Aye I was the chairman of the West Mine Ball, but I wasn’t the 1st chairman. Hughie Hill was the 1st chairman of the West Mine Ball. Believe it or no, believe it or no. The West Mine ball continued the following year. Hughie Hill said “The show must go on” It was a great night of course. It was a top sell-out – 200 folk. It was a brilliant thing, the West Mine ball; twelve and six a ticket. Twelve and six ! That was your full dinner and buffet at half time; probably a free drink. Institute to start with and it started away in there, then it went to the community centre. You booked your ticket coming out the door for the following year. Oh Aye there was a waiting list. Even up to the day of the social! As long as they got to the hairdressers on the Saturday morning.  They were prepared to wait til the day of the social to get it aye. Oh total sell-out! The health and safety boys, when it was in the community centre, 140 was the legal limit. I had 200 in there. 200. I mean 140 was no use to us. Big Ian Mitchell used to say “You’ll get me hung! You’ll get me hung!”  But aye Hughie Hill started the West Mine Ball.

That started away at the 9ft bench, they were all sitting waiting to go out the road at night off the backshift on Friday night. Know what its like on a Friday night. “Oh the dayshift boys will be away to the dancing, away here and away to Lanark! Hughie Hill says “ Just a minute boys, we’ll arrange a wee dance of our own” and it started away. It was a great success! We used to take the things off the telly and all that know: What’s my line and open the box. Tam Mackin was a regular to, Tam and Jenny. Big Jimmy Dempster, Geordie Taylor and Graham McCrorie. Unbelievable! It was a fantastic night! You don’t have that now, that’s gone, that’s gone…

The Bird Show was the top of the league for the West Mine Ball. Know where we saw it? The Benny Hill Show, it was on Benny Hills show one night. There up on the stage just with this board, 14ft long standing behind it naked, but with there pants on! We got Davy Broadfoots wife Anne; she was a character, to judge the birds. So she had a measuring tape and wee stick. There were over 200 people looking up at 12 bare naked men standing on the stage. “Mmmm! Aye He’s a braw colour! Aye he’s looking well this morning”. The Ornithological Bird Show, that’s what we cried it. That was my idea, it was a great idea. In fact we did it twice by public demand. So when they took the board away, the winner was standing with the pants on and holding a wee bantam! Nineteen whatever the winner was of the bird show this year. So we had to do that twice. Then we done “This is your life” No a dry eye in the house! This is your life. Hughie Hills mother who was well into her eighties at that time. Hughie Hill was the subject of “This is your life” and I brought his brother and sister on and the women responsible for all this, no a dry eye in the house, is Mrs Hill! So we brought her on, she was an old women by this time and presented her with a big bunch of flowers. Oh no a dry eye! Hughie Hill! Unbelievable!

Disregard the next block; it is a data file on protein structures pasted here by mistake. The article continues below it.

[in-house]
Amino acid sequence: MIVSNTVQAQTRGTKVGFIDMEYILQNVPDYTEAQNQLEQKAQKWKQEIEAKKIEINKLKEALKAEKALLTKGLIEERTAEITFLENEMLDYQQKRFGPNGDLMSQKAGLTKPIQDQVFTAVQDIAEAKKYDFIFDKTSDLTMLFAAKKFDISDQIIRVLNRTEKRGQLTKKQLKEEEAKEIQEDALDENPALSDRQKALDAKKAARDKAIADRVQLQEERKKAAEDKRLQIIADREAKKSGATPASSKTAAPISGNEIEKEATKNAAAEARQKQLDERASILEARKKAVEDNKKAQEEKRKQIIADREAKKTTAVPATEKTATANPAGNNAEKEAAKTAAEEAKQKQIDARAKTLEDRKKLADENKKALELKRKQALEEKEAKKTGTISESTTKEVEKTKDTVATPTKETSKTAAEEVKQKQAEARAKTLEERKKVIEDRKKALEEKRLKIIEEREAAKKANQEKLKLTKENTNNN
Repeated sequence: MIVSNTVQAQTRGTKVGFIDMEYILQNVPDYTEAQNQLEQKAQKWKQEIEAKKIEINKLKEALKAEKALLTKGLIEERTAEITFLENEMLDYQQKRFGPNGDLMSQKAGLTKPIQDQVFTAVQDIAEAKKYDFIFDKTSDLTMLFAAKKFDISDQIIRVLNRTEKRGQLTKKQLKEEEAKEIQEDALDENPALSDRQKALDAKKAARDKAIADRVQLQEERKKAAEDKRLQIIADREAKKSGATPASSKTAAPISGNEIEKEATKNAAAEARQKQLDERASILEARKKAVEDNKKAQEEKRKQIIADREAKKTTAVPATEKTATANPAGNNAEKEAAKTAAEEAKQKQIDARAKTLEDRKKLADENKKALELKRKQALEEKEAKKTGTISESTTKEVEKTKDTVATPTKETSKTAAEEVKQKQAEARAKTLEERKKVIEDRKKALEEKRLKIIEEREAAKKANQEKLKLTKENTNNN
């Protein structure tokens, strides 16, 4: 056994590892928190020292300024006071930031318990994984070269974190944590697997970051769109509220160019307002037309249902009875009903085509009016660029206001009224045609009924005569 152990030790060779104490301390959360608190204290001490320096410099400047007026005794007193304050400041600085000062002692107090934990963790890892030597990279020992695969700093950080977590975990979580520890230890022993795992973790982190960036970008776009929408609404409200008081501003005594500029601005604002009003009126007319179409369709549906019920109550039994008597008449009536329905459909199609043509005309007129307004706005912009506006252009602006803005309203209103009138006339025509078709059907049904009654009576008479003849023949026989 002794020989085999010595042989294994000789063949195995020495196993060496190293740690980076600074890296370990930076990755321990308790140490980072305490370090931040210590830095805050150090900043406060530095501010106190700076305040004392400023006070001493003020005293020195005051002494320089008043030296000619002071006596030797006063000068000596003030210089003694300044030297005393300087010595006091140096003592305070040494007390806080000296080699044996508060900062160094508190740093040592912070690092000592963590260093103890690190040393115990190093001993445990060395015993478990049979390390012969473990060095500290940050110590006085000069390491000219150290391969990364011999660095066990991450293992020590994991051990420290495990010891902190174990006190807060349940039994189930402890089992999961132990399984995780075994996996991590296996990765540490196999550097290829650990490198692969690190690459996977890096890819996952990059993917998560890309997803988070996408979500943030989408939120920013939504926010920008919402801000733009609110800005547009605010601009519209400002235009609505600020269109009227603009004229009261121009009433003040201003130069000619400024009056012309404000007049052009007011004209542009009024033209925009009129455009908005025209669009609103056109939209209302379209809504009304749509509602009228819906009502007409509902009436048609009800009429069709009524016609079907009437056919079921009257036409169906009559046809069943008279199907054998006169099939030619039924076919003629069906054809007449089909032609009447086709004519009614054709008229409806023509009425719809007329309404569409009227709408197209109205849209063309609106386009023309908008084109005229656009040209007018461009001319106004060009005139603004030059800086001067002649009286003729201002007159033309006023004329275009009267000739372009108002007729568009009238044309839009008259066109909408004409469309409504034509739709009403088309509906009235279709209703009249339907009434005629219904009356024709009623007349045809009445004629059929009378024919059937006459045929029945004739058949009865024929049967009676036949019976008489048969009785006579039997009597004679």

Then we had “Open the Box”, know how you turn the key, open the box, the game. So we had it all worked out that it would be down to Jim Lockhart, he would be the winner. So we had this big chest wrapped round with chains from the pit. We gave the rest of them hard questions, but we gave Jim the easy questions. Where’s McAdams Stane? Next to his other one! All those kind of questions. So Jim was announced the winner, a big roar went up. The winner would you like to take the money? No! Would you like to, some other thing. Would you like to open the box? “I’ll open the box” he says. So this lashing chain, he gets it off and there’s a 56lb weight in it. So I lifted the lid and said “ You’re the winner and you’ve won £56 and he was delighted! See when he lifted the 56lbs weight out, Oh he wasn’t pleased. Do you know they got a bigger laugh of his expression. He thought he’d won £56. £56 to the winner! Then we did Miss World, we did all that. We had the walkway out and the men were all dressed up and they were looking well too! Matt Donnelly and Jim Murphy all dressed up! It was a great function the West Mine Ball: Absolutely fantastic…

Audio Memories

Nally Murray
Nally Murray Muirkirk

  1. (audio coming soon)

Gerry Boland

Tommy Mackin

Nally Murray

Robert Lowe

Dick Boland

Peter Fyfe